During the past decade, both academics and practitioners have paid increasing attention to big data. This increase is motivated by the possible contribution of big data toward solving business challenges and generating innovation. In particular, BDA has come to play a crucial role for firms seeking to innovate, as it contributes toward reducing uncertainty. This is especially relevant to uncertainty rooted in the external environment, such as variations in consumer preferences and exogenous technological change (Buckley and Carter, 2002). When using BDA, firms have to process both structured and unstructured data on customers and markets (Akter and Wamba, 2016) to acquire meaningful insights that can be used to generate new knowledge and promote effective decision-making. However, dealing with big data is a challenging task that involves large amounts of different kinds of information, such as transaction data from both online and offline stores, clickstream data from social media and video and voice data (Akter et al., 2016). Hence, to fully exploit the superior opportunities offered by big data, firms have to navigate three main challenges:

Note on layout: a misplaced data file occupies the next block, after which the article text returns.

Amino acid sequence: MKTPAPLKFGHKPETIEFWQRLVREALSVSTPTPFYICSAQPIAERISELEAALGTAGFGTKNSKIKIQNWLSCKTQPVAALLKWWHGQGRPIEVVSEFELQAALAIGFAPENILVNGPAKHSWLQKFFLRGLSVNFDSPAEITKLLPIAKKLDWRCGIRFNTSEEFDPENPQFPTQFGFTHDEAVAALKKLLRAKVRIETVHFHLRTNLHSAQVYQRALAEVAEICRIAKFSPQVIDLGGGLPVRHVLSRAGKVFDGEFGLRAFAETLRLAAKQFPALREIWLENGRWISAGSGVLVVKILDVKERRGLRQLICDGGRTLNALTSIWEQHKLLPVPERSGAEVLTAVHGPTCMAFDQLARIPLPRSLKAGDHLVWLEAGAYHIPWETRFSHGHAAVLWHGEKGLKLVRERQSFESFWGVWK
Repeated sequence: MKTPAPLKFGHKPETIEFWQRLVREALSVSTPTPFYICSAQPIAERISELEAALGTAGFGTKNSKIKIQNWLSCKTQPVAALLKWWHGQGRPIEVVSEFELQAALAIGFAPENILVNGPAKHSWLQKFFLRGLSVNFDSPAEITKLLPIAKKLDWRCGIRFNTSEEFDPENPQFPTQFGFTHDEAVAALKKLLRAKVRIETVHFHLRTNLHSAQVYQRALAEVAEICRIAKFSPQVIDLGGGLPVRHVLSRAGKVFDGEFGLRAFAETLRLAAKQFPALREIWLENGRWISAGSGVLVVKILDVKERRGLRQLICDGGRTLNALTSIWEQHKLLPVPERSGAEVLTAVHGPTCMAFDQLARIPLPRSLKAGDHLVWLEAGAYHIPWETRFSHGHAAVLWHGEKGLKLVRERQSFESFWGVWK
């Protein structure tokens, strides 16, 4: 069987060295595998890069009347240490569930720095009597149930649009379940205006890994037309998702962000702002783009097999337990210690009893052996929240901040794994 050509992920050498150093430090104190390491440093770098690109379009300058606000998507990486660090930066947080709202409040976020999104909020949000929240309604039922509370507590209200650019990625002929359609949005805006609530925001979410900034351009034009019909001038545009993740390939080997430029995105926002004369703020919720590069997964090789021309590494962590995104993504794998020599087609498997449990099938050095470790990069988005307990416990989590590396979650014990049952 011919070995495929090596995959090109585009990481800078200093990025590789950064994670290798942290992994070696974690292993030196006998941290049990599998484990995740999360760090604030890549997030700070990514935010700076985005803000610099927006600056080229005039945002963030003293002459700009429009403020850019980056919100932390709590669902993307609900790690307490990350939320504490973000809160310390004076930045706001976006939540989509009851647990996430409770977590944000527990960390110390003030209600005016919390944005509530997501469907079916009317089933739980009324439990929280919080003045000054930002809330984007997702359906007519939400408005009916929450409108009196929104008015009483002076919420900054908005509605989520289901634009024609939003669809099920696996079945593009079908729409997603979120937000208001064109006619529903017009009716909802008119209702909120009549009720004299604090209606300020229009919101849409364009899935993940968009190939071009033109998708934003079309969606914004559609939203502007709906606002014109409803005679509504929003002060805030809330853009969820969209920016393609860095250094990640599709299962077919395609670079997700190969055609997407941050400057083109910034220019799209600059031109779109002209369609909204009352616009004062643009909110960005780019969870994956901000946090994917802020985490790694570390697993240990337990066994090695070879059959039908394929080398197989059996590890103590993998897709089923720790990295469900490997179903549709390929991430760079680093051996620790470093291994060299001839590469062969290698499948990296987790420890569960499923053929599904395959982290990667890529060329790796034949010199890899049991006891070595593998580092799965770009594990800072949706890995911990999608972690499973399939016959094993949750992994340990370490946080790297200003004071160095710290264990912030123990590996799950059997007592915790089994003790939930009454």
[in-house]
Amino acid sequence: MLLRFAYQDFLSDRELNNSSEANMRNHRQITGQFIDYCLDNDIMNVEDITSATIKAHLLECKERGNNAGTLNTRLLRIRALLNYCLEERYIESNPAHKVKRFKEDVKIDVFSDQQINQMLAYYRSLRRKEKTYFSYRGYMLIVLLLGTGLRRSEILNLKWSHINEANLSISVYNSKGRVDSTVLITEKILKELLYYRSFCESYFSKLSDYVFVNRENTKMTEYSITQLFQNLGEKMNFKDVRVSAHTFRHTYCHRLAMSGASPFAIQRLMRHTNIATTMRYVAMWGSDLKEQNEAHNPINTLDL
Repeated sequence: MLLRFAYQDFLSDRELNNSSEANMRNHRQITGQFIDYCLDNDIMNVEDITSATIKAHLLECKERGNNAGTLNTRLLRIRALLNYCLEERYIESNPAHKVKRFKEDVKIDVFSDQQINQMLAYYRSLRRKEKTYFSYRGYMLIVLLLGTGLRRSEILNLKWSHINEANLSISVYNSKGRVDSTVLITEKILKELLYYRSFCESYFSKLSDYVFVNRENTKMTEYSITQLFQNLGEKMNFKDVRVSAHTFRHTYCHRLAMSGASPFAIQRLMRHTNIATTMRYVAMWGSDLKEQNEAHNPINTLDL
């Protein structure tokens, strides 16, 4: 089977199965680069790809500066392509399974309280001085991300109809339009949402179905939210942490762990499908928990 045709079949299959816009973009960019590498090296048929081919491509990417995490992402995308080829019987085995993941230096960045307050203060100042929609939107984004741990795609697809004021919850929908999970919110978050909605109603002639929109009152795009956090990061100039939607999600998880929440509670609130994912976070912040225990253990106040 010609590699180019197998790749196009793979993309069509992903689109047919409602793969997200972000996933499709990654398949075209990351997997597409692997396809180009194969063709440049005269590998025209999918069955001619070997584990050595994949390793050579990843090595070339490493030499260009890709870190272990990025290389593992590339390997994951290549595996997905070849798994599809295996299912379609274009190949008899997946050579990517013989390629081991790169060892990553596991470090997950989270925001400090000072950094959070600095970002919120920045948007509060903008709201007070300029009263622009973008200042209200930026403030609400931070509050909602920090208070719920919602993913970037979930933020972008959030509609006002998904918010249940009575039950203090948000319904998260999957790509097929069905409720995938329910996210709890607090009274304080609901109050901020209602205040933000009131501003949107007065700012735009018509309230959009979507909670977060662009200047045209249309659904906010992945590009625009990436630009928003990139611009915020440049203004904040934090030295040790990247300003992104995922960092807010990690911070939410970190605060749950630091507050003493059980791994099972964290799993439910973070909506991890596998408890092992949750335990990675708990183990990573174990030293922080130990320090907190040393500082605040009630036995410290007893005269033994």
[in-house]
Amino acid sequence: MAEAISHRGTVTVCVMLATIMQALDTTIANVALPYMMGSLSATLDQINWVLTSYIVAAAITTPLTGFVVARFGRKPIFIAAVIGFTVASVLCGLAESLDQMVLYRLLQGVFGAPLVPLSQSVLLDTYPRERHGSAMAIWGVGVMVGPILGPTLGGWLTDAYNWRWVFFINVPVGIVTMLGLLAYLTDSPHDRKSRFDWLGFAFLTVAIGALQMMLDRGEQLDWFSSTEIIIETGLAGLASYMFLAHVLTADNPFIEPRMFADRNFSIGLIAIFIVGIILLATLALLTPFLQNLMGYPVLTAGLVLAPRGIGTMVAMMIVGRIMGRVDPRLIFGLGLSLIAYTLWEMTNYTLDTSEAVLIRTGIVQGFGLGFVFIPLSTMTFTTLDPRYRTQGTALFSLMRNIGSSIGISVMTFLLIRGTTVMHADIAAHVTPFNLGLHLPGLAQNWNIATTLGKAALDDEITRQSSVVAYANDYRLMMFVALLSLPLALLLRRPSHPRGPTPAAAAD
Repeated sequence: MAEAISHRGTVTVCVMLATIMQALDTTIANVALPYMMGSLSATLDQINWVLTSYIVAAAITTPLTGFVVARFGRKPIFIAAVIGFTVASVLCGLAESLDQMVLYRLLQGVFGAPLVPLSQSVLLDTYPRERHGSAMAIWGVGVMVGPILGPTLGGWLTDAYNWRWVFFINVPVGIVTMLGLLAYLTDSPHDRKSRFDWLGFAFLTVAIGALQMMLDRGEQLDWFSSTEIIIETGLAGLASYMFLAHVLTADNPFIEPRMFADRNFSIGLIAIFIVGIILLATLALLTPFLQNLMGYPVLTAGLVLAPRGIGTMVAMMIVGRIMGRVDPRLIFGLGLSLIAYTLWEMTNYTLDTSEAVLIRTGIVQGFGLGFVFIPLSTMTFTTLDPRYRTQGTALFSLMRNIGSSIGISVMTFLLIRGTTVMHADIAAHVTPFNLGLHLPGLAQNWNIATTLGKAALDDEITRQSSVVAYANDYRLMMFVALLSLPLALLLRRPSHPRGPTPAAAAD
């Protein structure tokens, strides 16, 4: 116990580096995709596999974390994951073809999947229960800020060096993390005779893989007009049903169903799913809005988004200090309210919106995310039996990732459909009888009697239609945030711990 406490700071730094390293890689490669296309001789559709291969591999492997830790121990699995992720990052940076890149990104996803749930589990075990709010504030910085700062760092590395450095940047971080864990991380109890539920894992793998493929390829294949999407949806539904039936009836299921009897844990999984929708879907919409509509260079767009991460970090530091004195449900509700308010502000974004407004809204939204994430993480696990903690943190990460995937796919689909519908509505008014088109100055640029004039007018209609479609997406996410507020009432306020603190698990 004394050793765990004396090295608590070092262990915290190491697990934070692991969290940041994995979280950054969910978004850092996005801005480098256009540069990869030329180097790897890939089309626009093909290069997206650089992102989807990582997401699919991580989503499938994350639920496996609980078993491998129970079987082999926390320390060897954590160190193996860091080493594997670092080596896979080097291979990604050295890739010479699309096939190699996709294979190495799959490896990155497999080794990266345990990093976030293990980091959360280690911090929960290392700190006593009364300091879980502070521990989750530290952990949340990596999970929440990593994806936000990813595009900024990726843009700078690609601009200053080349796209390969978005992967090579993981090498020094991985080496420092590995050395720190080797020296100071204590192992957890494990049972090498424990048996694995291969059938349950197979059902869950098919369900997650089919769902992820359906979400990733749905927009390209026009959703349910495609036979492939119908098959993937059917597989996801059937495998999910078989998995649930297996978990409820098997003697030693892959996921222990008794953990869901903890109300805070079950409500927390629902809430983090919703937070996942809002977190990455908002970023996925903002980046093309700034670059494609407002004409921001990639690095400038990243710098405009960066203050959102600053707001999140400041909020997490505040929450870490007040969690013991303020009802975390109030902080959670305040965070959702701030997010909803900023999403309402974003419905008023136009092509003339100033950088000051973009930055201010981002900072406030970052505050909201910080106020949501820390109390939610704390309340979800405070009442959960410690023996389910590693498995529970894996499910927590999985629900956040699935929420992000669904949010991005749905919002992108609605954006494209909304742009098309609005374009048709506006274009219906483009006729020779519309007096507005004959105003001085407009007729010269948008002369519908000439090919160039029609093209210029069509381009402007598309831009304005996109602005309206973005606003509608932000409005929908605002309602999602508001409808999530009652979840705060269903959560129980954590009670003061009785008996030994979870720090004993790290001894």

1. choosing the data sources and which information to use;

  2. developing the capabilities to analyze data and manage analytics; and

  3. using the insights gained from big data to transform the firms’ operations (Del Vecchio et al., 2018; McGuire et al., 2013).